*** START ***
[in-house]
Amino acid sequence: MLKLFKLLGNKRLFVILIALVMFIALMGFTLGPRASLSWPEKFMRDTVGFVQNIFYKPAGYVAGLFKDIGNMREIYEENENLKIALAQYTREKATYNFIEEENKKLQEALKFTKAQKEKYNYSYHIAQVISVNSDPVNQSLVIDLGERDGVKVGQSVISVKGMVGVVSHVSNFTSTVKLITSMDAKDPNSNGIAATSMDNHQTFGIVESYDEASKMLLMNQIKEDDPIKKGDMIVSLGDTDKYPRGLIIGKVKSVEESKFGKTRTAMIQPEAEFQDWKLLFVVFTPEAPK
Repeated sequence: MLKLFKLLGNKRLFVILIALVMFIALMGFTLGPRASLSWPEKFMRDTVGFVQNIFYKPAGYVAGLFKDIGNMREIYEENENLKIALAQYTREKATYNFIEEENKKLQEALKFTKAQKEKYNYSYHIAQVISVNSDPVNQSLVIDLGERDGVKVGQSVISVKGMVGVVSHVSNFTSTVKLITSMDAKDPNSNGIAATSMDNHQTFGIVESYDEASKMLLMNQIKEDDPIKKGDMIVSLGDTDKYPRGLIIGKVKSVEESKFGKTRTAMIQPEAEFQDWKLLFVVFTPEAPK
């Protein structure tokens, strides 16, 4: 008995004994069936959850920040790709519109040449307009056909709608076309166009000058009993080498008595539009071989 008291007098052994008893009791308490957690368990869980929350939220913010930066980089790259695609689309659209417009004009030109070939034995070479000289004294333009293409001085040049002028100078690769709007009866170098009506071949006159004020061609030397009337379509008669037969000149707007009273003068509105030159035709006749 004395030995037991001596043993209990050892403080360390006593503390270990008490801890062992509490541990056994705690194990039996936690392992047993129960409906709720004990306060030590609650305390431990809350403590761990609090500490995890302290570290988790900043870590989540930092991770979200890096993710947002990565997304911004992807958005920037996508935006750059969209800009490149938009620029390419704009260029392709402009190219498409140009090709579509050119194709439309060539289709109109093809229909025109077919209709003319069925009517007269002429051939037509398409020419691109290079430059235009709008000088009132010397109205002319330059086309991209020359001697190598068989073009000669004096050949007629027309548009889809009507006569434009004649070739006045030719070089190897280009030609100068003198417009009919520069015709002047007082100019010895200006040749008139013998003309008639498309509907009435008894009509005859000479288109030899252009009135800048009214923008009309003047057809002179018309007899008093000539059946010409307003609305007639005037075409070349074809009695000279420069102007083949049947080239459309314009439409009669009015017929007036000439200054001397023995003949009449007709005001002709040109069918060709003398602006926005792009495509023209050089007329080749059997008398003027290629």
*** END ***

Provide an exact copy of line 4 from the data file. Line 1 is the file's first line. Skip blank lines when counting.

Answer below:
């Protein structure tokens, strides 16, 4: 008995004994069936959850920040790709519109040449307009056909709608076309166009000058009993080498008595539009071989 008291007098052994008893009791308490957690368990869980929350939220913010930066980089790259695609689309659209417009004009030109070939034995070479000289004294333009293409001085040049002028100078690769709007009866170098009506071949006159004020061609030397009337379509008669037969000149707007009273003068509105030159035709006749 004395030995037991001596043993209990050892403080360390006593503390270990008490801890062992509490541990056994705690194990039996936690392992047993129960409906709720004990306060030590609650305390431990809350403590761990609090500490995890302290570290988790900043870590989540930092991770979200890096993710947002990565997304911004992807958005920037996508935006750059969209800009490149938009620029390419704009260029392709402009190219498409140009090709579509050119194709439309060539289709109109093809229909025109077919209709003319069925009517007269002429051939037509398409020419691109290079430059235009709008000088009132010397109205002319330059086309991209020359001697190598068989073009000669004096050949007629027309548009889809009507006569434009004649070739006045030719070089190897280009030609100068003198417009009919520069015709002047007082100019010895200006040749008139013998003309008639498309509907009435008894009509005859000479288109030899252009009135800048009214923008009309003047057809002179018309007899008093000539059946010409307003609305007639005037075409070349074809009695000279420069102007083949049947080239459309314009439409009669009015017929007036000439200054001397023995003949009449007709005001002709040109069918060709003398602006926005792009495509023209050089007329080749059997008398003027290629």